The crowd at Chesapeake Energy Arena begins to roar as Rumble the Bison comes out with an 8-foot cannon during a media time out. In your gut, you almost feel a sense of eagerness and hope: will you be the one to catch a t-shirt tonight?
It’s one of the simple pleasures about going to a basketball game, but the t-shirt toss resonates with fans as it gives them another exciting aspect of the arena. The shirt literally travels from the court to your seat.
But in the absence of basketball, this activity has been gone from most peoples’ lives for months.
The Oklahoma City Thunder recently found a way to utilize their surplus of shirts as a means to help the community. In late April, the Thunder announced that they would be working with Devon Energy to transform their t-shirts into masks to help out essential workers on the frontlines of the COVID-19 response.
“The distribution plan was very intentional, and included hospitals and health care organizations in the Greater OKC and Tulsa area, in addition to a number of nonprofits on the front lines that are working to serve the needs of a great many Oklahomans at this time,” Thunder Community Relations Vice President Christine Berney told the Daily Thunder. “We also hope the organizations that received these one-of-a-kind Thunder masks got a bit of a morale boost knowing the Thunder was thinking of them and recognizing the important work they do.”
According to Berney, this was one of the Thunder’s initial ideas in responding to the pandemic. While the transition process of turning t-shirts into masks may seem like a hassle, the creative team worked hard to make it run efficiently.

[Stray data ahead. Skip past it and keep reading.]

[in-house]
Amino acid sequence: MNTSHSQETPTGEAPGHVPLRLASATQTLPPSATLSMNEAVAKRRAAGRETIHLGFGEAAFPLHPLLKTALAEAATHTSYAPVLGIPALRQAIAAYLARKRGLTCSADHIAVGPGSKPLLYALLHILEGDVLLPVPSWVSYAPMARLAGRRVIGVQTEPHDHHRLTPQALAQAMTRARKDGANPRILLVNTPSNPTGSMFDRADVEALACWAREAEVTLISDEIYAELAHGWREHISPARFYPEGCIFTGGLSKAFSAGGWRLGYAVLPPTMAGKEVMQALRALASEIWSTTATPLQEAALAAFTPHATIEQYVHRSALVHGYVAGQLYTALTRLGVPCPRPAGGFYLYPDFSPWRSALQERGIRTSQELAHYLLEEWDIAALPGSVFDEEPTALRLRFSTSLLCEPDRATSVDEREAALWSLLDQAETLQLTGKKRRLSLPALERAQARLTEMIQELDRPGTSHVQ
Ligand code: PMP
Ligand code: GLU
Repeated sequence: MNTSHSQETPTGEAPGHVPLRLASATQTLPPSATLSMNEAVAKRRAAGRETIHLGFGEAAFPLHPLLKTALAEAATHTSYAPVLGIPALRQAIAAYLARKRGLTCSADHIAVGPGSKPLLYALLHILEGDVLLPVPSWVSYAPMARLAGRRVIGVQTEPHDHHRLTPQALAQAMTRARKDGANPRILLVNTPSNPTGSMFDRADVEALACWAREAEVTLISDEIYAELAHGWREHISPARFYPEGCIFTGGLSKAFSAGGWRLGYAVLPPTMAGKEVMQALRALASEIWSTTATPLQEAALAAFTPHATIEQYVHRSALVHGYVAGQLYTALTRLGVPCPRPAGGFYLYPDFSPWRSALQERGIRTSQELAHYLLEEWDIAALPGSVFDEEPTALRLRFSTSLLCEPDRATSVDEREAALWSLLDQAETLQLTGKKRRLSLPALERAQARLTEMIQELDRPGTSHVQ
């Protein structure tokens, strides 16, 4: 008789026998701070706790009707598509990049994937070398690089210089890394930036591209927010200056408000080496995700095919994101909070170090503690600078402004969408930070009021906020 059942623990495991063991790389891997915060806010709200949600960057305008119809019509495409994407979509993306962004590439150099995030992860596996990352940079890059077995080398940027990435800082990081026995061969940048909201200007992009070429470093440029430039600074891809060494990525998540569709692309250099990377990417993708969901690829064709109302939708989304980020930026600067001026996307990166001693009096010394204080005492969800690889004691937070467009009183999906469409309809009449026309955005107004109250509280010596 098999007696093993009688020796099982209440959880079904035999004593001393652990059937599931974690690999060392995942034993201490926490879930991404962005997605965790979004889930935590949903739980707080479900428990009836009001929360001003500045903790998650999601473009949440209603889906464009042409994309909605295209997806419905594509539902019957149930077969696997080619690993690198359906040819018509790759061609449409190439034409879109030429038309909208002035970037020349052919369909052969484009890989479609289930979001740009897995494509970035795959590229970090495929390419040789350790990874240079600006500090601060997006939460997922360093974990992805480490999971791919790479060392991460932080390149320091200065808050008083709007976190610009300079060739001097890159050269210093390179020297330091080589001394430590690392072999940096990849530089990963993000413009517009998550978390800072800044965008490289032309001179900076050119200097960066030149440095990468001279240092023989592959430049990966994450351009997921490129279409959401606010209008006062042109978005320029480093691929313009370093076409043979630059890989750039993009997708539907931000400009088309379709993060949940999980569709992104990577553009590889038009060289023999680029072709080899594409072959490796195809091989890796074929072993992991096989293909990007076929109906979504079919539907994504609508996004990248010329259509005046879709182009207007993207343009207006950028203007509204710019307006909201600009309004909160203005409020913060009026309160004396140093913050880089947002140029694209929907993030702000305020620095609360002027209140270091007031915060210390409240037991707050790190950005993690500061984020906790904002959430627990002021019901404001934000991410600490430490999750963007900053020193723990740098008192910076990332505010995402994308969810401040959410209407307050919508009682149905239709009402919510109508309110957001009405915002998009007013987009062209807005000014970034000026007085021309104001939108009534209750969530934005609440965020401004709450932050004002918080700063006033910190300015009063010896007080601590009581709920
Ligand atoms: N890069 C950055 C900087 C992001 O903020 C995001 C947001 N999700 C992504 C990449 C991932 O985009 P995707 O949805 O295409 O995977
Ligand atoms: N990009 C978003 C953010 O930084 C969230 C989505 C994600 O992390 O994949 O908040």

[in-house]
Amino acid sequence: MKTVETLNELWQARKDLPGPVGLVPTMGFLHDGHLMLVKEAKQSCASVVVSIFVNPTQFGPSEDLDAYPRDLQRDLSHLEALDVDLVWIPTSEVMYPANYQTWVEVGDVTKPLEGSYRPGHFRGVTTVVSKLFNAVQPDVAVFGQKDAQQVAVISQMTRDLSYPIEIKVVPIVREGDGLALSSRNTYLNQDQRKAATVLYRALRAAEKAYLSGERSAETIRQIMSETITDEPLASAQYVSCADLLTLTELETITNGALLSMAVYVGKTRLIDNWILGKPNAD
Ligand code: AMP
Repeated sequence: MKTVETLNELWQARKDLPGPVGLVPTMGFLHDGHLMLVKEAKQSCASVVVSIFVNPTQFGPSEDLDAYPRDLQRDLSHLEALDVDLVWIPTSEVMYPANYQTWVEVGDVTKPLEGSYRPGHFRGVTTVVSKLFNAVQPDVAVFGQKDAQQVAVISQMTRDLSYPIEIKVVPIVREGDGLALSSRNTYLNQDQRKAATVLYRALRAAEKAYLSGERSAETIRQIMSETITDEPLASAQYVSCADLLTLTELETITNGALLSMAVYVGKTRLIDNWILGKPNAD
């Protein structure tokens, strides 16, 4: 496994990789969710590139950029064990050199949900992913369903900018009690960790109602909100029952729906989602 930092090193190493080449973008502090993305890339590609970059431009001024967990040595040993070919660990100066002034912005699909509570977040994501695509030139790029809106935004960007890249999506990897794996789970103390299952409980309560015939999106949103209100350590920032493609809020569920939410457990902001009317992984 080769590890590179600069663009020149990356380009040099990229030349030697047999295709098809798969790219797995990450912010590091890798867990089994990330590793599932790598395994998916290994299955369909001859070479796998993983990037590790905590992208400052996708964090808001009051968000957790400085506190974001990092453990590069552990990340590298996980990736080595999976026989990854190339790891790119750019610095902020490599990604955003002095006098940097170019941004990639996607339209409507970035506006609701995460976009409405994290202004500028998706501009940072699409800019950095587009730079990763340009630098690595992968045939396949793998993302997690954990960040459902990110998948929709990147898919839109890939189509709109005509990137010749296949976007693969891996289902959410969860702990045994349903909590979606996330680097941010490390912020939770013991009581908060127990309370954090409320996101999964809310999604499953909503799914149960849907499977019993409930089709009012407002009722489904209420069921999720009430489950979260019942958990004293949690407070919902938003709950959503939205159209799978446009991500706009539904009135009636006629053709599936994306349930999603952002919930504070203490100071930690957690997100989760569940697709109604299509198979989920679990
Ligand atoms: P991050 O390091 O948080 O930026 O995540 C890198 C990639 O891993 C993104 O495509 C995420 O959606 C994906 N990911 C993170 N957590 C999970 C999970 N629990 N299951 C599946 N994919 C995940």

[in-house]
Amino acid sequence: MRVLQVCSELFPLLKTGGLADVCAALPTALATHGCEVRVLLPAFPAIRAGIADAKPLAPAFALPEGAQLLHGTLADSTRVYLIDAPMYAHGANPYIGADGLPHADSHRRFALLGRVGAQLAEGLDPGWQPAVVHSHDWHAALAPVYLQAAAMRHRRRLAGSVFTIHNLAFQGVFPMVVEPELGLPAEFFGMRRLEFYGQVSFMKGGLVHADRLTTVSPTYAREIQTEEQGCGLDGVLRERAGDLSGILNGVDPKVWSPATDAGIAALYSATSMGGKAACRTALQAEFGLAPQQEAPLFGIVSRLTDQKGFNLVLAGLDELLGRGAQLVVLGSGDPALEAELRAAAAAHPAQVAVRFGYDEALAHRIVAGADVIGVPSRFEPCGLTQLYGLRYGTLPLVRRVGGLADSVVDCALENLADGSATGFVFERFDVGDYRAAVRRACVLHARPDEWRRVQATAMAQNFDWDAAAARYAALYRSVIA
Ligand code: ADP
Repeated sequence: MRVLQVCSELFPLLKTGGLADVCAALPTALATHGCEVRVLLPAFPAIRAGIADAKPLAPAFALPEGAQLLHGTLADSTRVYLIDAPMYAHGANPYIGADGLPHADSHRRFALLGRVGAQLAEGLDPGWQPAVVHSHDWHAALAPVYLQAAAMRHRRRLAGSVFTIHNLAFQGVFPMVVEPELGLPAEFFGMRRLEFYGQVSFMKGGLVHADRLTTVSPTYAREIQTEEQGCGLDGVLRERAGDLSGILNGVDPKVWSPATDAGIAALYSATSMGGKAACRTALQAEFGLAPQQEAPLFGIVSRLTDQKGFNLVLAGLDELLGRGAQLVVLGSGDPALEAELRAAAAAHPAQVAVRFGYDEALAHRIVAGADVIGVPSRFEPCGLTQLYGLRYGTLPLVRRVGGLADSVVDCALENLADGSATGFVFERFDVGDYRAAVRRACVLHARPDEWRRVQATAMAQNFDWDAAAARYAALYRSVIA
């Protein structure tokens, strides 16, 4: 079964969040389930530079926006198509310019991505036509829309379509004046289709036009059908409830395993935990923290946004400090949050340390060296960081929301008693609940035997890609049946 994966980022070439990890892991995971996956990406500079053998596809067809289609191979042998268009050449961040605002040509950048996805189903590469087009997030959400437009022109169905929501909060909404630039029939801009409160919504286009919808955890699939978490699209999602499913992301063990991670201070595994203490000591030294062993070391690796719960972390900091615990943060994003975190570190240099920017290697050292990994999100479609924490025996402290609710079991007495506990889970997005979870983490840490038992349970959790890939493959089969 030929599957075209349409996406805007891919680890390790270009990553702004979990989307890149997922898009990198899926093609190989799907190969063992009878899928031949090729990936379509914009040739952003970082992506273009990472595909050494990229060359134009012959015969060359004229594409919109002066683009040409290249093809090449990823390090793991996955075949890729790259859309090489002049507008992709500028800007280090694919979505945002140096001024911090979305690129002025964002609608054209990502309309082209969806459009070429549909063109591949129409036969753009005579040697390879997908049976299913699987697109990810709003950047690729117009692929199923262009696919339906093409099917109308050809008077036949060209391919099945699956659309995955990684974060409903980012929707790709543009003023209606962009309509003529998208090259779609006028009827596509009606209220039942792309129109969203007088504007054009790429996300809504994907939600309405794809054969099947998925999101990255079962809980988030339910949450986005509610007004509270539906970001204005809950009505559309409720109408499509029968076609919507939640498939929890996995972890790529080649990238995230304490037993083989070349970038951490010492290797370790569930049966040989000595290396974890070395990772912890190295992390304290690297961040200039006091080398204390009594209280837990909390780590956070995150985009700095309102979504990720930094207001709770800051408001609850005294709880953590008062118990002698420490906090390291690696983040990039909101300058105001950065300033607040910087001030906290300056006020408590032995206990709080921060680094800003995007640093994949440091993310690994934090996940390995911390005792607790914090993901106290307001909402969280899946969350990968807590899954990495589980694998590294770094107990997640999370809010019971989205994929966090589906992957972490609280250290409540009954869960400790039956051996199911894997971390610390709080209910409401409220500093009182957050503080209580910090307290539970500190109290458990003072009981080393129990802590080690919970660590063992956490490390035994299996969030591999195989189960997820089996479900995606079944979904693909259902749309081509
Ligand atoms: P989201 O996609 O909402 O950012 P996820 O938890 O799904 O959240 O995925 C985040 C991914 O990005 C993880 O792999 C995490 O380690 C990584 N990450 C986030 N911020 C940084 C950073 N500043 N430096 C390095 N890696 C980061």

“We still stayed true to form in our detailed planning and execution – there were many moving parts, and many people had a hand in making it a success,” Berney said. “Our vendors were creative and flexible, so it was really a fairly smooth transition.”
This smooth transition allowed the team to quickly distribute the masks to many healthcare providers across Oklahoma. The response from the essential workers has been extremely positive.
“The Thunder donation of thousands of face coverings was incredibly helpful and timely,” Tulsa Health Department Clinic Services manager Ellie Niemitalo said. “The Tulsa Health Department (THD) has provided these face coverings to clients as they come into the building. It is a priority to take necessary steps to minimize any potential exposure to both clients and staff as THD continues to provide essential public health services. The donation was received when ordering masks through regular means has been difficult due to significantly increased demand.”
But the Thunder didn’t just give the masks to essential workers.
The Thunder also started to sell masks to the public on the Thunder Shop Online. All proceeds from those sales went to the Regional Food Bank of Oklahoma and the Community Food Bank of Eastern Oklahoma, both of which serve 77 counties in central, western and eastern Oklahoma. For these organizations, the Thunder is a definitive beacon of hope in the state.
“The Oklahoma City Thunder is, in so many ways, a leader in the state,” Community Food Bank of Eastern Oklahoma communications manager Greg Raskin said. “People look to them for hope and inspiration. When times are good in the state, it’s a great source of entertainment. And when the team is winning, it’s so much fun.”
The OKC region has been spared the most disastrous outcomes of the pandemic so far, but times are far from good. Raskin said that “when the chips are down” and the season interrupted, “to know that (the Thunder) still support the Oklahoma community is really unbelievable.”
And many essential workers, serving their community while the chips are down, are wearing a badge of Thunder inspiration on Oklahoma City’s frontlines today.